A month ago, filmmaker Erik Ewers was enjoying a quiet evening at home in New Hampshire, watching a movie with his wife, when his boss called. He apologized for interrupting, and told Ewers to stop what he was doing and immediately send him his best edited version of the film he was completing about young people and mental health.
Ewers easily accepted the apology, because his boss, legendary documentary filmmaker Ken Burns, needed a version to show First Lady Jill Biden, who was interested in showing the film at the White House.
The first lady was impressed with the film, which was directed and filmed by Erik Ewers and his brother Christopher Ewers. Now Burns, the Ewers brothers and their entire film crew will be gathering in the East Room on Wednesday evening for the White House premier of “Hiding in Plain Sight: Youth Mental Illness.”
Erik Ewers said he could not have asked for a better way to launch his team’s effort to help illuminate the growing problem of mental health among adolescents in the United States.
“My first reaction was joy, with a little bit of shock,” Ewers said.
Ewers said Burns, who was the executive producer of the film, originally encouraged him and his brother to work on the project because they had life experiences that would help them relate to the issue.
“Ken just felt that we would be a really good fit on the project, for such a timely and crucial subject,” Ewers said.
Wednesday’s premiere is just the second such event at the Biden White House because of previous COVID restrictions. The first was the premiere of HBO’s film, “The Survivor,” screened in April, as part of Holocaust Remembrance Week.
Hiding in Plain Sight features personal interviews with 23 young people dealing with various forms of mental illness. Embracing their treatment, the young people featured share a common thread of speaking openly and honestly about their struggles.
“It’s a critical time in the story of mental health in our country – let’s stop thinking that this is something that you keep ‘hush-hush’,” Ewers said. “Our film refers to the magnitude of this crisis, and what young people are going through today — from within themselves, from the pandemic, from racial tensions and the divisiveness in our society.”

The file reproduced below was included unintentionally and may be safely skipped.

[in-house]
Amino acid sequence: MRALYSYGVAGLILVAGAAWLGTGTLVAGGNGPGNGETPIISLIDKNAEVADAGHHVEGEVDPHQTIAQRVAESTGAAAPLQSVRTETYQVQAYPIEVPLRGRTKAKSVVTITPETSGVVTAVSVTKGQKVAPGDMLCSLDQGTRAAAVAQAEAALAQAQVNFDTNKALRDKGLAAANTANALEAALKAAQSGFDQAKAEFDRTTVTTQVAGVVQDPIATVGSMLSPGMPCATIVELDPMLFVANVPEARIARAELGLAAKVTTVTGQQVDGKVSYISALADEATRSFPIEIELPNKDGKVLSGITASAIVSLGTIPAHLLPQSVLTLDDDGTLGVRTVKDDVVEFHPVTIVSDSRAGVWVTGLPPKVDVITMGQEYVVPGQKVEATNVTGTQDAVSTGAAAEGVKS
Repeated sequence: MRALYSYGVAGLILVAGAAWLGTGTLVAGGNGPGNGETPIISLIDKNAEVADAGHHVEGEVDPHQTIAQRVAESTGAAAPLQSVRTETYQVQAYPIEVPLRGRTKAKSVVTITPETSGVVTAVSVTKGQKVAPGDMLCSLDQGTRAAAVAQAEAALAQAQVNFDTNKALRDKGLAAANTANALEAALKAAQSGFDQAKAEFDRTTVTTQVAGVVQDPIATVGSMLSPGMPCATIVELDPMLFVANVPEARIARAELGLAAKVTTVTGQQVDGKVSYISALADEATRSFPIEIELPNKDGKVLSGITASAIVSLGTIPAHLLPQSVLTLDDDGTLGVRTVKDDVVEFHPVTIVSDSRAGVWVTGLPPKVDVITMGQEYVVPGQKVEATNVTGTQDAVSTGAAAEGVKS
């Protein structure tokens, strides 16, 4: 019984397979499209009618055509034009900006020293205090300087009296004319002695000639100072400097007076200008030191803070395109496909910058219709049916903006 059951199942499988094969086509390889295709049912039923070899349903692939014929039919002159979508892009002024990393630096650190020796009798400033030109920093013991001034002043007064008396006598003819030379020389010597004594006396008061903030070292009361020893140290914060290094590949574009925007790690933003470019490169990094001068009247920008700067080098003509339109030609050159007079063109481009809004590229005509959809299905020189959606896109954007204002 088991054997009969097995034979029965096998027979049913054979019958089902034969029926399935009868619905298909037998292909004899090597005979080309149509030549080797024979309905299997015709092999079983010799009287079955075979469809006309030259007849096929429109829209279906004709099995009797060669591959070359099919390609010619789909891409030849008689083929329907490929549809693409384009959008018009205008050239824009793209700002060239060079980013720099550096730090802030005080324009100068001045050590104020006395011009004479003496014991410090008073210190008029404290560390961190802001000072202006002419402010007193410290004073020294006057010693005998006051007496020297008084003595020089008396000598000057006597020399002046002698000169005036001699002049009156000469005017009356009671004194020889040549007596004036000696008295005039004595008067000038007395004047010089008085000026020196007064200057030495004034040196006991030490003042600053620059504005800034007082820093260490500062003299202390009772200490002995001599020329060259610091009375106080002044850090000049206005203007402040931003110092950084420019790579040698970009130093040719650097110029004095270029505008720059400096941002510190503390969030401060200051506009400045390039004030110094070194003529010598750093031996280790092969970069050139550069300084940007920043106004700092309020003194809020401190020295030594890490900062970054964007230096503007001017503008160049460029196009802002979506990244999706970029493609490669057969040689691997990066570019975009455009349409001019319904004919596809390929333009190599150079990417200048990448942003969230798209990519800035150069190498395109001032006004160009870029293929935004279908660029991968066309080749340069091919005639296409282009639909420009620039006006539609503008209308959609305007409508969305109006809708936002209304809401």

Ewers, who has worked with Burns as a film editor for 32 years, said he “can’t believe that our little film, which we put all of our heart and soul into, is being appreciated at this level.”
He was touched when he received a personal note from the first lady, saying the film was “utterly breathtaking,” and that she looked forward to “sharing this film with the nation and perhaps the world,” Ewers said.
Following the White House screening, “In Plain Sight” will be shown to lawmakers Thursday at a Capitol Hill screening, arranged by House Speaker Nancy Pelosi.
After that, the documentary will be shown in two parts on PBS. Part 1, “Out of the Storm,” airs on June 27, followed by the second part, “Resilience,” on June 28. Both parts also will be streaming on PBS for most of July.
Some of the young people in the film are set to attend the White House screening.
“The kids in the film really deserve this,” Ewers said. “Hopefully this will help other young people out there with what they might be going through. I think the Bidens are exceptionally aware of the topic.”
Ewers hopes the documentary will expose the public to issues that most families never discuss.